Plantaris as a cause of midsubstance Achilles tendon pain
The plantaris muscle is often dismissed as a small, vestigial muscle, however an injury to this structure should actually be included in the differential diagnosis of the painful calf or Achilles tendon.
Injury to the plantaris on its own, or in association with concurrent injuries of the knee can present a diagnostic challenge. The plantaris muscle consists of a small, thin muscle belly, and a long thin tendon that forms part of the posterosuperficial compartment of the calf.
Location of the plantaris in the popliteal fossa: a) demonstrates plantaris (P) deep to the lateral head of the gastroc b) demonstrates the plantaris (P) with the gastroc removed. The plantaris is superficial to the popliteus muscle.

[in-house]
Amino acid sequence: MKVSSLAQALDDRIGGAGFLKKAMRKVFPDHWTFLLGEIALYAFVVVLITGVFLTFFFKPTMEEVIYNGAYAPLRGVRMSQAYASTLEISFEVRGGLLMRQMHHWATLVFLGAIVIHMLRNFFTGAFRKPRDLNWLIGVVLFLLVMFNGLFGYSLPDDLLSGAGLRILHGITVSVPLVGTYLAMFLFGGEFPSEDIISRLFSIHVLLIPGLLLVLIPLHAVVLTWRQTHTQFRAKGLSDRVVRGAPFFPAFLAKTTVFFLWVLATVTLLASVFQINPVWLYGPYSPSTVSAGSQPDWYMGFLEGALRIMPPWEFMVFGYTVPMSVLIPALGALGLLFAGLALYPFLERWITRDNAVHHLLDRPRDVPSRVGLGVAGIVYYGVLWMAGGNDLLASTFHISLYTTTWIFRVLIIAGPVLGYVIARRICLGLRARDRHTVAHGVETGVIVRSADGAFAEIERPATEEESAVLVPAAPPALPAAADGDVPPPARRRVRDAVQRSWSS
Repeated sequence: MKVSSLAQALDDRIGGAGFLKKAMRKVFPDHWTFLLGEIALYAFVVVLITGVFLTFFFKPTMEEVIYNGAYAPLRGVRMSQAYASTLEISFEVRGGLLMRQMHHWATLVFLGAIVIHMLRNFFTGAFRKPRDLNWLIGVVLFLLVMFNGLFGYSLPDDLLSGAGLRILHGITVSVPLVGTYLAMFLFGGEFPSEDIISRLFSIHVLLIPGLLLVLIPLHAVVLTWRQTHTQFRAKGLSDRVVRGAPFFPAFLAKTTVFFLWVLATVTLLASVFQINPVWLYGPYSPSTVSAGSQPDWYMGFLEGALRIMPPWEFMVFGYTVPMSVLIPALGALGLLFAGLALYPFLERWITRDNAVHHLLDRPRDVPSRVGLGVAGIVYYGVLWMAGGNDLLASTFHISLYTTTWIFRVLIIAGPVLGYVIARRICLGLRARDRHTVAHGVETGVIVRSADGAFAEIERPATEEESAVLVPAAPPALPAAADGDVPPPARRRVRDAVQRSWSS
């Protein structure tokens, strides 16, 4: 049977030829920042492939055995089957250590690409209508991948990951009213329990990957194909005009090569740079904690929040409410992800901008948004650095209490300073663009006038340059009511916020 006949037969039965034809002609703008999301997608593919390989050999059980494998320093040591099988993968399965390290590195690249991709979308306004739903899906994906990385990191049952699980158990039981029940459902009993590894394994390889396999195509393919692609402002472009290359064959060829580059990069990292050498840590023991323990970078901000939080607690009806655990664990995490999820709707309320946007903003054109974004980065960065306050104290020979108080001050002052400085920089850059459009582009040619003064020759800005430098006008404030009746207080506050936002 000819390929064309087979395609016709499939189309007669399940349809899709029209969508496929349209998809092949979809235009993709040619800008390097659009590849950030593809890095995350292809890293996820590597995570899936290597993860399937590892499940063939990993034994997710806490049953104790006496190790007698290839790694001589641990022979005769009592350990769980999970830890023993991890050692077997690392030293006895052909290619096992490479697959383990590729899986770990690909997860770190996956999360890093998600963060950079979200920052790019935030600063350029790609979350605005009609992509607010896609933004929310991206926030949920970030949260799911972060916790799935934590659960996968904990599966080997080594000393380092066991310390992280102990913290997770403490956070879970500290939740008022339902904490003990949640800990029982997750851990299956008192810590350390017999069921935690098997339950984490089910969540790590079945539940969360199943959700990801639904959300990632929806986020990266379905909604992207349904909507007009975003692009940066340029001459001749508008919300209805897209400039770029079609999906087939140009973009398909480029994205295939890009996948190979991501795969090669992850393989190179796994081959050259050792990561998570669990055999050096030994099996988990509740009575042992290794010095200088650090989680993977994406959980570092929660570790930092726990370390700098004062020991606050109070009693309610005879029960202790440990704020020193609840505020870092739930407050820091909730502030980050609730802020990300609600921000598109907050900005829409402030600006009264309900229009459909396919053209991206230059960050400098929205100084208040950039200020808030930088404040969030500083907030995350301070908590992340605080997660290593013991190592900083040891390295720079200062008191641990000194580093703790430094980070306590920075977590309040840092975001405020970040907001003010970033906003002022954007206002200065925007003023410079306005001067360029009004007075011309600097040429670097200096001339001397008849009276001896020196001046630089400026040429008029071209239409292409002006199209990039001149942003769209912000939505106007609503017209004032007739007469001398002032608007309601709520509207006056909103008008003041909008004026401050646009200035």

Together with the gastrocnemius, and soleus, they are collectively referred to as the triceps surae muscle. The muscle originates from the lateral supracondylar line of the femur just superior and medial to the lateral head of the gastrocnemius muscle as well as from the oblique popliteal ligament in the posterior aspect of the knee. The muscle ranges from 7 to 13 cm long varying highly in both size and form when present.
In about 7% of the population, the plantaris is completely absent.
Director of Bartold Clinical